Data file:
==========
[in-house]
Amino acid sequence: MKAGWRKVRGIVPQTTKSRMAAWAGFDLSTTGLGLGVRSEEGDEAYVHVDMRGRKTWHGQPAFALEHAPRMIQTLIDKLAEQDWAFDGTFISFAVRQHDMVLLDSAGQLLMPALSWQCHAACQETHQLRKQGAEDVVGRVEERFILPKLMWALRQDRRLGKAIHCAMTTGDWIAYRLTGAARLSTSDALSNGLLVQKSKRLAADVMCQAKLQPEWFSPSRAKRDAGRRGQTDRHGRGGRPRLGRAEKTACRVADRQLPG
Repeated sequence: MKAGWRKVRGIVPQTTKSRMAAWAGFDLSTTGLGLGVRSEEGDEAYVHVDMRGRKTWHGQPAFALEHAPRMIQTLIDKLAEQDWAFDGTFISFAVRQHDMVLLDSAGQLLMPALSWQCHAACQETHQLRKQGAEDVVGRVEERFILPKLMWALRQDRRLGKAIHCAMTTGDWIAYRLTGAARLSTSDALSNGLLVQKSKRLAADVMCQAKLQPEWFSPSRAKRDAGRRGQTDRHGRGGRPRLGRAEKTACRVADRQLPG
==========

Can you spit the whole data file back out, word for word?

[in-house]
Amino acid sequence: MKAGWRKVRGIVPQTTKSRMAAWAGFDLSTTGLGLGVRSEEGDEAYVHVDMRGRKTWHGQPAFALEHAPRMIQTLIDKLAEQDWAFDGTFISFAVRQHDMVLLDSAGQLLMPALSWQCHAACQETHQLRKQGAEDVVGRVEERFILPKLMWALRQDRRLGKAIHCAMTTGDWIAYRLTGAARLSTSDALSNGLLVQKSKRLAADVMCQAKLQPEWFSPSRAKRDAGRRGQTDRHGRGGRPRLGRAEKTACRVADRQLPG
Repeated sequence: MKAGWRKVRGIVPQTTKSRMAAWAGFDLSTTGLGLGVRSEEGDEAYVHVDMRGRKTWHGQPAFALEHAPRMIQTLIDKLAEQDWAFDGTFISFAVRQHDMVLLDSAGQLLMPALSWQCHAACQETHQLRKQGAEDVVGRVEERFILPKLMWALRQDRRLGKAIHCAMTTGDWIAYRLTGAARLSTSDALSNGLLVQKSKRLAADVMCQAKLQPEWFSPSRAKRDAGRRGQTDRHGRGGRPRLGRAEKTACRVADRQLPG